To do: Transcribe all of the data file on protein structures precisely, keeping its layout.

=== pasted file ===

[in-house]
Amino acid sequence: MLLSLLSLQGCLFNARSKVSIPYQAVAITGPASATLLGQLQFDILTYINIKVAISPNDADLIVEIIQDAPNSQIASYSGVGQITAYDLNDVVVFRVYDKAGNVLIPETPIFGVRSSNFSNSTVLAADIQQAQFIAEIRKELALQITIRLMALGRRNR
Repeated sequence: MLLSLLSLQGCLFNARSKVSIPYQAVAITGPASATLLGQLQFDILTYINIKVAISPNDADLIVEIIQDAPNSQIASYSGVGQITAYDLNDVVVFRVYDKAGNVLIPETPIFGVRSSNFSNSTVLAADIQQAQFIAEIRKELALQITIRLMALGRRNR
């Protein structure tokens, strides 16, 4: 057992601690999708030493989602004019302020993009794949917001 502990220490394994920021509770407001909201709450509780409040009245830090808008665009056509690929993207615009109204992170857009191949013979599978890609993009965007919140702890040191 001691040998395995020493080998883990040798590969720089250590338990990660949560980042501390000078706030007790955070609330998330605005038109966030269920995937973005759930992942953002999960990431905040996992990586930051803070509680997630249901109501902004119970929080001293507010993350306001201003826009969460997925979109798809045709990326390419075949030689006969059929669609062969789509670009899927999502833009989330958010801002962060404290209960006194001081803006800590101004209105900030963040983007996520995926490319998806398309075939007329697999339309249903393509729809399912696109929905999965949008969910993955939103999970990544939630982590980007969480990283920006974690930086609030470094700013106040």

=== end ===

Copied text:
[in-house]
Amino acid sequence: MLLSLLSLQGCLFNARSKVSIPYQAVAITGPASATLLGQLQFDILTYINIKVAISPNDADLIVEIIQDAPNSQIASYSGVGQITAYDLNDVVVFRVYDKAGNVLIPETPIFGVRSSNFSNSTVLAADIQQAQFIAEIRKELALQITIRLMALGRRNR
Repeated sequence: MLLSLLSLQGCLFNARSKVSIPYQAVAITGPASATLLGQLQFDILTYINIKVAISPNDADLIVEIIQDAPNSQIASYSGVGQITAYDLNDVVVFRVYDKAGNVLIPETPIFGVRSSNFSNSTVLAADIQQAQFIAEIRKELALQITIRLMALGRRNR
């Protein structure tokens, strides 16, 4: 057992601690999708030493989602004019302020993009794949917001 502990220490394994920021509770407001909201709450509780409040009245830090808008665009056509690929993207615009109204992170857009191949013979599978890609993009965007919140702890040191 001691040998395995020493080998883990040798590969720089250590338990990660949560980042501390000078706030007790955070609330998330605005038109966030269920995937973005759930992942953002999960990431905040996992990586930051803070509680997630249901109501902004119970929080001293507010993350306001201003826009969460997925979109798809045709990326390419075949030689006969059929669609062969789509670009899927999502833009989330958010801002962060404290209960006194001081803006800590101004209105900030963040983007996520995926490319998806398309075939007329697999339309249903393509729809399912696109929905999965949008969910993955939103999970990544939630982590980007969480990283920006974690930086609030470094700013106040």